A flower, sometimes known as a bloom or blossom, is the reproductive structure found in flowering plants (plants of the division Magnoliophyta, also called angiosperms).
A flower develops on a modified shoot or axis from a determinate apical meristem (determinate meaning the axis grows to a set size). It has compressed internodes, bearing structures that in classical plant morphology are interpreted as highly modified leaves.
The principal purpose of a flower is the reproduction of the individual and the species. All flowering plants are heterosporous, that is, every individual plant produces two types of spores.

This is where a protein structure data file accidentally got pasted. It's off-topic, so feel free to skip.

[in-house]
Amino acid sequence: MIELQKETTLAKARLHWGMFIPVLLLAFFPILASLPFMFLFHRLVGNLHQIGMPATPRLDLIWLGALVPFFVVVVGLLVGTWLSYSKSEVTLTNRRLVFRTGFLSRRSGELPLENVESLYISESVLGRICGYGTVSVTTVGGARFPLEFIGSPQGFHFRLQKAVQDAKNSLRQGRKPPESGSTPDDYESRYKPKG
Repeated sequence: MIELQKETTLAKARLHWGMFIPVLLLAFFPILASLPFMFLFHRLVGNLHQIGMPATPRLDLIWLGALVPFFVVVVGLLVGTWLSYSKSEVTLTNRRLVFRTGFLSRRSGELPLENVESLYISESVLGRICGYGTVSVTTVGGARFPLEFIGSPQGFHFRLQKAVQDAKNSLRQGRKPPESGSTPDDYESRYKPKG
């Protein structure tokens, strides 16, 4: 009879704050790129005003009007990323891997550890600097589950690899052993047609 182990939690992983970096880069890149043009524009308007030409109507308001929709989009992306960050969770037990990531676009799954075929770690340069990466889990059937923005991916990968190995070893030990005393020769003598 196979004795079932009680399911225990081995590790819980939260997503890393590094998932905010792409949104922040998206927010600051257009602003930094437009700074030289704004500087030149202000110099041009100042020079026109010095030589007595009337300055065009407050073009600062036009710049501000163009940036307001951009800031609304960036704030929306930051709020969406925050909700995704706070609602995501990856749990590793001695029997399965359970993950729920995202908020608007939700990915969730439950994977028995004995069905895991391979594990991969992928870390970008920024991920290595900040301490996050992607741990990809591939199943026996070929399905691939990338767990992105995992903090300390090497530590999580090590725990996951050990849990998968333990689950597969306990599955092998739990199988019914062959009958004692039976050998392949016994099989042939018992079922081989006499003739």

Flowers are the reproductive organs of plant, they mediate the joining of the sperm, contained within pollen, to the ovules — contained in the ovary. Pollination is the movement of pollen from the anthers to the stigma.
While land plants have existed for about 425 million years, the first ones reproduced by a simple adaptation of their aquatic counterparts: spores. In the sea, plants—and some animals—can simply scatter out genetic clones of themselves to float away and grow elsewhere. This is how early plants reproduced.